Probably the most common question that I get asked is how to date vintage clothing: how can you tell when it was made?
This is a good question to ask because it helps determine how rare it is, how much you should pay for it and most importantly, how you can care for it.
It’s a big topic and although I’ve been doing this for over forty years, studied the history of dress and read hundreds of books, I’m still learning because there is an unlimited variety of clothing that can, and is, made at any given time – but there are patterns and absolutes you can rely upon. Here’s an introduction.
When you look at a garment, it tells you many stories – I like to think of it as a jigsaw puzzle. Here are the main ones:
- garment type
- silhouette (or shape it makes when being worn)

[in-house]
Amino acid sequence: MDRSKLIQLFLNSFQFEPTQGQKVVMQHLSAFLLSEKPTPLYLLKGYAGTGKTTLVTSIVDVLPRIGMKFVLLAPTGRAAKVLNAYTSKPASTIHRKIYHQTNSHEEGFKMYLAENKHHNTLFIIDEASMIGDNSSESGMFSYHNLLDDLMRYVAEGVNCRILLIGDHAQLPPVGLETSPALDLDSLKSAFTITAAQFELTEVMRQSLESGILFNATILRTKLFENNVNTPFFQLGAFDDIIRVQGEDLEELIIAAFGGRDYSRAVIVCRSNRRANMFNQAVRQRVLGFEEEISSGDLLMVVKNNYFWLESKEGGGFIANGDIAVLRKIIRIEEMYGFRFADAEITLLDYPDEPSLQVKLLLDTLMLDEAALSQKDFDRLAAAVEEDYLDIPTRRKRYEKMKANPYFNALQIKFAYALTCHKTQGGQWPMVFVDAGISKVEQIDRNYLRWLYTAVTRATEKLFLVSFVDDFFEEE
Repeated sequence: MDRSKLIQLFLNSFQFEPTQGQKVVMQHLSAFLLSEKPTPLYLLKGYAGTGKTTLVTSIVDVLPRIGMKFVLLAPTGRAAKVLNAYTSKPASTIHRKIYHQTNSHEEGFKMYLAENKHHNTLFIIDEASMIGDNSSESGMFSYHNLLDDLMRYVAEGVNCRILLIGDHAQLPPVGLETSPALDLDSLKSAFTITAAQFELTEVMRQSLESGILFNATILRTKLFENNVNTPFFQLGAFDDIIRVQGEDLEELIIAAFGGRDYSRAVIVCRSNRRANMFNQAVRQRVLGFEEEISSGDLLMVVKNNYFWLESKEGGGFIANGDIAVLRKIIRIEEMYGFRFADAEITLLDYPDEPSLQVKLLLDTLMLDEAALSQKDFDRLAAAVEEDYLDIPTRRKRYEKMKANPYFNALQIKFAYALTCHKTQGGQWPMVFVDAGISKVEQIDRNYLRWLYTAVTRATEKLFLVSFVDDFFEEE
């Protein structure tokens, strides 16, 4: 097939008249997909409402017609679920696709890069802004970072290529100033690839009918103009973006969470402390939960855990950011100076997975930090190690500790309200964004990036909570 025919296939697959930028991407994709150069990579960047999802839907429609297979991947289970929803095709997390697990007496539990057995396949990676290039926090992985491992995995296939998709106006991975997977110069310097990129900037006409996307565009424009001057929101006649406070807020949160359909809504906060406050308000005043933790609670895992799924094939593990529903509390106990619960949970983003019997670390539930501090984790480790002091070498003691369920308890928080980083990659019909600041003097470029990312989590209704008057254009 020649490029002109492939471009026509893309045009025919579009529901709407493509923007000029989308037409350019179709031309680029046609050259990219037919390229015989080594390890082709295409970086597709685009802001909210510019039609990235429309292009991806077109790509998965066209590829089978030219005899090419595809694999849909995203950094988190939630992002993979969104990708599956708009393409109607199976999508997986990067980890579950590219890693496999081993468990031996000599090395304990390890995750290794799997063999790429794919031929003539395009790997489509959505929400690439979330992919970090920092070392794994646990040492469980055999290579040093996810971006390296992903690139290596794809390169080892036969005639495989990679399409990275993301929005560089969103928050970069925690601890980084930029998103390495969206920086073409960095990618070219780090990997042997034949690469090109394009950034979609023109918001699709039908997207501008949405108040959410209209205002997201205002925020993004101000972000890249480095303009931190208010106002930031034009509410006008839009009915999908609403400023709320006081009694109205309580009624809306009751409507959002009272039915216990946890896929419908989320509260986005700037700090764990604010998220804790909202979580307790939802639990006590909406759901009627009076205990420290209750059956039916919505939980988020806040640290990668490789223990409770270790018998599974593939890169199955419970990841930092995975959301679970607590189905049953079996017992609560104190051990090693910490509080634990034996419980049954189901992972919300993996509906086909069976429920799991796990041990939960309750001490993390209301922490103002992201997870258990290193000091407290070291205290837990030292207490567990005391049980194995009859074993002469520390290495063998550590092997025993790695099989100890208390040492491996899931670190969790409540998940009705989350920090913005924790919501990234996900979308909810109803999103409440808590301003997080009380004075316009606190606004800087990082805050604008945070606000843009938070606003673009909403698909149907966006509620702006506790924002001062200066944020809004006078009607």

- construction methods used
- labels: care, country of origin and size
- detailing and embellishment
- openings and fasteners
The answers to these questions add up to give you an approximate date, usually within five years and sometimes even down to a year or season.
Let’s look at this dress, worn by Becky Lou and what it tells us about these categories.
- Garment type – evening gown
- Silhouette – Sleeveless, full length, fitted bodice, slightly full skirt, lower backline than neckline, soft dart-style pleats into the waistline, small armscyes (armholes).
- Fabric – rayon (fibre), satin (weave). Acetate lining.
- Colour – dark tealy bottle green
- Construction – professional dressmaker
- Labels – none
- Detailing – self-covered cording to waist, large bow to centre back waist, diamante trim to bow centre
- Openings – centre back zipper (metal), kick vent to centre back skirt
Don’t worry if your skill level isn’t up to identifying some of the elements; you can probably still discern enough to narrow down the date quite a bit and every experience is valuable.